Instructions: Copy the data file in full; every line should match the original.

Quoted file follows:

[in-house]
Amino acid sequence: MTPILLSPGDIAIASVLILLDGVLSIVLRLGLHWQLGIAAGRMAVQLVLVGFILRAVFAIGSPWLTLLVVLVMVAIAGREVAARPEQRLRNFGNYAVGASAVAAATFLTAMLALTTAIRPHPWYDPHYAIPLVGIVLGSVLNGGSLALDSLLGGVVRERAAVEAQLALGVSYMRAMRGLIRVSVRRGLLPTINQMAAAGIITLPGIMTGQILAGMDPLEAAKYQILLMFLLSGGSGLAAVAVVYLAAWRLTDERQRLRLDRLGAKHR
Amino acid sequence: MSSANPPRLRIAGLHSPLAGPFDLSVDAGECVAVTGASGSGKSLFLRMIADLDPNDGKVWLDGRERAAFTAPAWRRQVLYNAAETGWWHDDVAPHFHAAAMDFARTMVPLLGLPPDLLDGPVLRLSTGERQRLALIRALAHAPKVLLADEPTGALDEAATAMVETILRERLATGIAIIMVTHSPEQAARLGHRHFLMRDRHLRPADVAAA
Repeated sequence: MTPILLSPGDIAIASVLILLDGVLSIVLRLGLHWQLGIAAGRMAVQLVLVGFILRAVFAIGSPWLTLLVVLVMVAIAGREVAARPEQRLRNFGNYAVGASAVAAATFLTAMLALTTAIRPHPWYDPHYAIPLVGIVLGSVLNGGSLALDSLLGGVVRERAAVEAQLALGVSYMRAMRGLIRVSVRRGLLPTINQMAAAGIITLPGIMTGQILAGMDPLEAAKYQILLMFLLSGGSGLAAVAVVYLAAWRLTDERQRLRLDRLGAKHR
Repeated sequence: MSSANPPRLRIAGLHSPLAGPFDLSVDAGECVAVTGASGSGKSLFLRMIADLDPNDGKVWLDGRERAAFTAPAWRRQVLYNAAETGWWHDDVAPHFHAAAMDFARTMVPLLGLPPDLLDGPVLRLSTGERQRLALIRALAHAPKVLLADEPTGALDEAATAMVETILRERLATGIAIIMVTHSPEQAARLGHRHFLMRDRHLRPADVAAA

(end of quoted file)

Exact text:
[in-house]
Amino acid sequence: MTPILLSPGDIAIASVLILLDGVLSIVLRLGLHWQLGIAAGRMAVQLVLVGFILRAVFAIGSPWLTLLVVLVMVAIAGREVAARPEQRLRNFGNYAVGASAVAAATFLTAMLALTTAIRPHPWYDPHYAIPLVGIVLGSVLNGGSLALDSLLGGVVRERAAVEAQLALGVSYMRAMRGLIRVSVRRGLLPTINQMAAAGIITLPGIMTGQILAGMDPLEAAKYQILLMFLLSGGSGLAAVAVVYLAAWRLTDERQRLRLDRLGAKHR
Amino acid sequence: MSSANPPRLRIAGLHSPLAGPFDLSVDAGECVAVTGASGSGKSLFLRMIADLDPNDGKVWLDGRERAAFTAPAWRRQVLYNAAETGWWHDDVAPHFHAAAMDFARTMVPLLGLPPDLLDGPVLRLSTGERQRLALIRALAHAPKVLLADEPTGALDEAATAMVETILRERLATGIAIIMVTHSPEQAARLGHRHFLMRDRHLRPADVAAA
Repeated sequence: MTPILLSPGDIAIASVLILLDGVLSIVLRLGLHWQLGIAAGRMAVQLVLVGFILRAVFAIGSPWLTLLVVLVMVAIAGREVAARPEQRLRNFGNYAVGASAVAAATFLTAMLALTTAIRPHPWYDPHYAIPLVGIVLGSVLNGGSLALDSLLGGVVRERAAVEAQLALGVSYMRAMRGLIRVSVRRGLLPTINQMAAAGIITLPGIMTGQILAGMDPLEAAKYQILLMFLLSGGSGLAAVAVVYLAAWRLTDERQRLRLDRLGAKHR
Repeated sequence: MSSANPPRLRIAGLHSPLAGPFDLSVDAGECVAVTGASGSGKSLFLRMIADLDPNDGKVWLDGRERAAFTAPAWRRQVLYNAAETGWWHDDVAPHFHAAAMDFARTMVPLLGLPPDLLDGPVLRLSTGERQRLALIRALAHAPKVLLADEPTGALDEAATAMVETILRERLATGIAIIMVTHSPEQAARLGHRHFLMRDRHLRPADVAAA